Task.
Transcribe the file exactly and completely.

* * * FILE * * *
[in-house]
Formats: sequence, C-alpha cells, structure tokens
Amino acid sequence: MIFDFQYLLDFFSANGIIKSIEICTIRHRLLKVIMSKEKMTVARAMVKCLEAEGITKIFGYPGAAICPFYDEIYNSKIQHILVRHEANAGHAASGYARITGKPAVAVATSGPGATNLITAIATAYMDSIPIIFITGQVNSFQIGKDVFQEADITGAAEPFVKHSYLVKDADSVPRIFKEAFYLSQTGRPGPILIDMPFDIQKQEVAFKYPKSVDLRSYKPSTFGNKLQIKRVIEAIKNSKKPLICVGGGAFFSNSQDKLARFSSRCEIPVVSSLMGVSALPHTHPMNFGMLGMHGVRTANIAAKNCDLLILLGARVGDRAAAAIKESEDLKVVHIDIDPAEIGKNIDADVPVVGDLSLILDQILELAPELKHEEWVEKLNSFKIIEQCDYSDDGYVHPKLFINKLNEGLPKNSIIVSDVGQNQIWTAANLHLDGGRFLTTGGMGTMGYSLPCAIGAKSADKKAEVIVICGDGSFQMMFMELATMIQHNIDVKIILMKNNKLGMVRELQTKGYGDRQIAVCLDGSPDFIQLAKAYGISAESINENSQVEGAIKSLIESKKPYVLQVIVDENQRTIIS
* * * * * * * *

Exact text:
[in-house]
Formats: sequence, C-alpha cells, structure tokens
Amino acid sequence: MIFDFQYLLDFFSANGIIKSIEICTIRHRLLKVIMSKEKMTVARAMVKCLEAEGITKIFGYPGAAICPFYDEIYNSKIQHILVRHEANAGHAASGYARITGKPAVAVATSGPGATNLITAIATAYMDSIPIIFITGQVNSFQIGKDVFQEADITGAAEPFVKHSYLVKDADSVPRIFKEAFYLSQTGRPGPILIDMPFDIQKQEVAFKYPKSVDLRSYKPSTFGNKLQIKRVIEAIKNSKKPLICVGGGAFFSNSQDKLARFSSRCEIPVVSSLMGVSALPHTHPMNFGMLGMHGVRTANIAAKNCDLLILLGARVGDRAAAAIKESEDLKVVHIDIDPAEIGKNIDADVPVVGDLSLILDQILELAPELKHEEWVEKLNSFKIIEQCDYSDDGYVHPKLFINKLNEGLPKNSIIVSDVGQNQIWTAANLHLDGGRFLTTGGMGTMGYSLPCAIGAKSADKKAEVIVICGDGSFQMMFMELATMIQHNIDVKIILMKNNKLGMVRELQTKGYGDRQIAVCLDGSPDFIQLAKAYGISAESINENSQVEGAIKSLIESKKPYVLQVIVDENQRTIIS